Sometimes you need a little class to help you feel like a person at the end of the night. A little, not a lot. Let's face it, you're not getting into Blue Ribbon Brasserie in your current state of dishabille.
Yes, I know what that means.
L'Express is exactly the right combination of class - it's French, aka American for "classy" - and casual, a 24-hour bastion of humanity in all its forms. All of them. From onion soup gratineé to escargot bourguignonne (butter bombs) to steak frites, this is French comfort food at its most comfortable. The well and warmly lit bistro dining room helps keep the buzz of the city out of your mind, and an approachable beer/wine/cocktail list should stay your headache for a couple more hours. L'Express is a place to sit and take at least one calm breath, when the night is dark and full of terr[ible decisions].
If fried chicken doesn't sound good to you at 2AM, I don't know what will. Blue Ribbon Fried Chicken makes it pretty easy on you, ordering fast-food style with options for spiciness, sauces, and sides that should satisfy your squad (even the token vegetarian - smoked mac 'n cheese, anyone?). This is solid fried chicken that won't disappoint - especially at this time of night - in its crispy, juicy, salty flavorfulness.
For the late night adventurous types, they've even got liver and onions (fried chicken livers) and a Beak to Butt plate, because I know when I'm nice and schlackered all I want is summadat good good gizzard.
Artichoke is to night as bagels are to morning.
I mean, no, but it's still pretty dang awesome. Artichoke Basille's Pizza (for long) is probably the second most populous pizza joint in NYC after "Ray's," but a whole lot better because every Artichoke is actually the same Artichoke, and every slice of artichoke pizza is the same artichoke pizza. And that is some tasty pizza.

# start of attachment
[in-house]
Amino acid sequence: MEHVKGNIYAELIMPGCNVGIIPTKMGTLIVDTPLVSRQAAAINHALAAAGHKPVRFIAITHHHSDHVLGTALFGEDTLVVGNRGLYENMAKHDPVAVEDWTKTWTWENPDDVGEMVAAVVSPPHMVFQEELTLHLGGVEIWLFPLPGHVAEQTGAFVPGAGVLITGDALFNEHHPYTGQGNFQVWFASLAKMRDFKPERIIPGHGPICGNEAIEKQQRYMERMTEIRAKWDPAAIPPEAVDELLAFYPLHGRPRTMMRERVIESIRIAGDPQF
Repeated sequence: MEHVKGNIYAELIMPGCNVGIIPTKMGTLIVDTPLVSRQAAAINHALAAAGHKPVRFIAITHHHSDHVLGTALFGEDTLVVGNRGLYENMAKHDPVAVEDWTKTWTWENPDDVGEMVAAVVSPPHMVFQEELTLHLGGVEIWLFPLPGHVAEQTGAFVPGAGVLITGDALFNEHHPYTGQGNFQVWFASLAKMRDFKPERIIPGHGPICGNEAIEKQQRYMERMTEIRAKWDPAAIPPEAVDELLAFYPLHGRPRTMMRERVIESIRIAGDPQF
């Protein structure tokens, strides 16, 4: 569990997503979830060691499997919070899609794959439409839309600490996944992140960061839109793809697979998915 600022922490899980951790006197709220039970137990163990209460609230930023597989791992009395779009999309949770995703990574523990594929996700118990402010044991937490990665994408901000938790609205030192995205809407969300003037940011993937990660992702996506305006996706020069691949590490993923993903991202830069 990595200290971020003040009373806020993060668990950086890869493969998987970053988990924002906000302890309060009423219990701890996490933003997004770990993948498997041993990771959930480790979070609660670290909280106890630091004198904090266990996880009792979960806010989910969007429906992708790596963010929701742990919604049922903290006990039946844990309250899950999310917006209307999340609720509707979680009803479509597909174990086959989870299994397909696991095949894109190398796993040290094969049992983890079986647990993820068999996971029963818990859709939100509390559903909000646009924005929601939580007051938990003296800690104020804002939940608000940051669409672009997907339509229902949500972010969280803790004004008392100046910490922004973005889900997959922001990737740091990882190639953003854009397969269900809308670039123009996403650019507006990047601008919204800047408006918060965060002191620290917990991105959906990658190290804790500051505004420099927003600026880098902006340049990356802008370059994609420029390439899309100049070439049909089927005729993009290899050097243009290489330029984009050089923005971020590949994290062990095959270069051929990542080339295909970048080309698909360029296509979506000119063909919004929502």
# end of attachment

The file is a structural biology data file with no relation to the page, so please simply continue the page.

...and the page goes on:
The titular 'zza is thick, cheesy, and artichokey, with one heck of an alfredo sauce pulling it all together. It's an ideal post-drinking bite to take home, just...good luck with them lines. Especially at any of their locations in walking distance of NYU. 10 people in front of you? Sure, whatever. 20? There's dollar pizza down the street, bruh.
This way for happiness.
Technically this is cheating because neither Burger Joint location is open past midnight, but this is my site and these are my rules, so you can deal.
The point is, if I could end every long night at Burger Joint, I would. The Greenwich Village storefront is probably just as good, but I'm a sucker for "hidden" bars and restaurants (no such things in Manhattan), and as such I've been infatuated with Burger Joint at Le Parker Meridien since I saw it on No Reservations. A dive burger bar in the lobby of one of New York's ritziest hotels? It's old news, but still too perfect.
A burger and fries here is easily one of the most grounded meals in Manhattan - when I say Burger Joint is no frills, I mean that even the thought of frills has been banished from this place. Sitting down at one of the patchy booths, the big city washes away, and all that's left for you to care about is this greasy burger, this pile of piping-hot fries, and that idiot who's trying to order a salad at the register when they are clearly not having it.
It ain't called Salad Joint, bro.
Where do you go to eat your sins away at night's end? Let me know below, so I have something entertaining to read later. Thnx.